Forensic investigations to evaluate sulfate-induced heave attack on a tunnel shotcrete liner

Puppala, A J and Saride, Sireesh and Dermatas, D and Al-Shamrani, M and Chikyala, V (2010) Forensic investigations to evaluate sulfate-induced heave attack on a tunnel shotcrete liner. Journal of Materials in Civil Engineering, 22 (9). pp. 914-922. ISSN 0899-1561

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This paper presents the results of a comprehensive research study to determine the potential causes for an inordinate distress developed on a shotcrete liner material of a tunnel located near Dallas, TX. This tunnel was originally founded on a limestone material. Distress locations were identified where possible delamination of shotcrete layer and moisture leaks were either suspected or noticed. As a part of the research, rock cores and white powderlike substance behind the liner were collected around the distressed locations, and these cores and powder material were subjected to chemical, mineralogical, and engineering tests to understand the potential causes of this distress. Mineralogical tests, in particular, X-ray powder diffraction analysis on a powder material and gel-like substances collected on the liner, showed the presence of anhydrite, gypsum, and ettringite traces. High amounts of sulfate measurements in chemical and energy dispersive X-ray spectroscopy studies also showed that both gypsum and ettringite formations were possible in and around the limestone material. Upon hydration, mineral expansion of ettringite and anhydrite led to heaving and subsequent cracking of the adjacent shotcrete layer. Engineering characterization tests including unconfined compression strength (UCS), indirect tensile strength (ITS), and triaxial tests on rock cores embedded with a powder type sulfate material revealed that low strength cores were obtained near high distress zones and high strength cores were collected at low distress zones. The UCS values ranged from 6.2 (high distress) to 13.8 MPa (low distress) whereas the ITS values of the cores varied from 0.5 to 1.1 MPa for the same distress locations. This indicates the potential loss of strength of these rock materials from the presence of gypsum material in them. Possible methods to mitigate this heaving problem behind the liner are also discussed.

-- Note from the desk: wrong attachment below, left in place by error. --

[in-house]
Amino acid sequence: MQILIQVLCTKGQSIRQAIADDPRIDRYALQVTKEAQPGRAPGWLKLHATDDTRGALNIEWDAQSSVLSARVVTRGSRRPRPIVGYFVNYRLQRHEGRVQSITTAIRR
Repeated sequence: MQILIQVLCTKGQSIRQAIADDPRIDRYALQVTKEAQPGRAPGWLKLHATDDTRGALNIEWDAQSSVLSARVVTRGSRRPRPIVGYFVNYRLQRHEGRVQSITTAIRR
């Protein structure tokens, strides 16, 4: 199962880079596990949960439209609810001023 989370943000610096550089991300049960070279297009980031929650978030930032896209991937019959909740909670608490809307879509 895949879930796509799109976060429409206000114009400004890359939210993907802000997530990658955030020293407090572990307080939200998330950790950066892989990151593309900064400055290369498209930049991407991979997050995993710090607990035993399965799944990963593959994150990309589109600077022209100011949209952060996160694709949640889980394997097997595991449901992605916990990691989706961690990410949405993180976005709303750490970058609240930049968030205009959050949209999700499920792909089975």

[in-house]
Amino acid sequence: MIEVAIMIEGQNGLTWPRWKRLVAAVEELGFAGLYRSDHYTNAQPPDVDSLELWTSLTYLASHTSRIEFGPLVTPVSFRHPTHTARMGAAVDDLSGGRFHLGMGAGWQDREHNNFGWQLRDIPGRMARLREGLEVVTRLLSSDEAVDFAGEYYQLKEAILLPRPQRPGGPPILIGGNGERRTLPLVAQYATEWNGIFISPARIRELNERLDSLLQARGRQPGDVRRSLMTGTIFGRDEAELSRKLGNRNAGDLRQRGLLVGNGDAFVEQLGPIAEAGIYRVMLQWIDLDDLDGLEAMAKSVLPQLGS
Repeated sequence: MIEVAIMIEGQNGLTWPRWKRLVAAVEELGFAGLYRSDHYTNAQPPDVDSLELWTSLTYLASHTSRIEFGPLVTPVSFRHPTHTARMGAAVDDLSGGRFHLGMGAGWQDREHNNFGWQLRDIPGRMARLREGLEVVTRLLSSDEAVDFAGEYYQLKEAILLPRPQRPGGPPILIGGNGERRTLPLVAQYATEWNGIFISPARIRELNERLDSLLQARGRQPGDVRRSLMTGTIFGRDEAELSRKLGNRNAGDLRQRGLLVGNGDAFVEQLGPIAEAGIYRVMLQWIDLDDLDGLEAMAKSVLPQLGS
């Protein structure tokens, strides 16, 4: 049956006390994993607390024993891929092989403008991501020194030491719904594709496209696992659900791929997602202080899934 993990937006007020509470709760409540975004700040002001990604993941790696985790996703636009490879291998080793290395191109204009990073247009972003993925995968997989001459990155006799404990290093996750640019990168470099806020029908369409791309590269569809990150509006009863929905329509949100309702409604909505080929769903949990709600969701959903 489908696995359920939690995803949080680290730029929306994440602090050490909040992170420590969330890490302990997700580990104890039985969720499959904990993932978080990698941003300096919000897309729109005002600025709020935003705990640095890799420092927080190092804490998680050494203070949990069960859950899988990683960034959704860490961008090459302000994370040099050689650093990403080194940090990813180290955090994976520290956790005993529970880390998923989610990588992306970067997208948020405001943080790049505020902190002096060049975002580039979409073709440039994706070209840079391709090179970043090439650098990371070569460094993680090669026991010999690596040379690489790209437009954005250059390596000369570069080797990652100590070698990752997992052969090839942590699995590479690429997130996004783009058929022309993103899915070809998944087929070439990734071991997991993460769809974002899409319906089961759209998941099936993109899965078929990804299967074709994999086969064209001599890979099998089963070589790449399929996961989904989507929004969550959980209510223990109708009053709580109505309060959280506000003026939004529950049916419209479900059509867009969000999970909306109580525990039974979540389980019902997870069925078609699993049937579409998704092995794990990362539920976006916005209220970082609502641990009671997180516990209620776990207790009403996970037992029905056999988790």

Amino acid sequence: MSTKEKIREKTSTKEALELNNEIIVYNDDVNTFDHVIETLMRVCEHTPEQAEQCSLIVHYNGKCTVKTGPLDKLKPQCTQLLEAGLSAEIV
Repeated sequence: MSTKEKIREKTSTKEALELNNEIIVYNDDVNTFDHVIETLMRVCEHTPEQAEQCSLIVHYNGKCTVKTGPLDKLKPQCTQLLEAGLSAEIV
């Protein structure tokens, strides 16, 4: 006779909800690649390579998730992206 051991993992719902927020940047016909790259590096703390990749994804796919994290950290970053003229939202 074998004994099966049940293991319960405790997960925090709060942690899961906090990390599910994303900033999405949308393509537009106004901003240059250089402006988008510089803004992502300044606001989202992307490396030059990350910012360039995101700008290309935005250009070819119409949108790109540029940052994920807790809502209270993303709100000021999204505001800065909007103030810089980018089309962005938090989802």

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IITH Creators:
IITH CreatorsORCiD
Saride, SireeshUNSPECIFIED
Item Type: Article
Uncontrolled Keywords: Ettringite; Gypsum; Limestone; Rock testing; Shotcrete; Sulfate heaving; Tunnels; Comprehensive research; Energy dispersive X ray spectroscopy; Engineering tests; Ettringite formations; Ettringites; Forensic investigation; High strength; Indirect tensile strength; Potential loss; Powder material; Rock core; Rock materials; Rock testing; Shotcrete liners; Shotcretes; Sulfate heaving; Sulfate measurement; Triaxial test; Unconfined compression strength
Subjects: Civil Engineering > Structural engineering and underground construction
Divisions: Department of Civil Engineering
Depositing User: Users 3 not found.
Date Deposited: 13 Oct 2014 05:39
Last Modified: 01 Sep 2017 10:49
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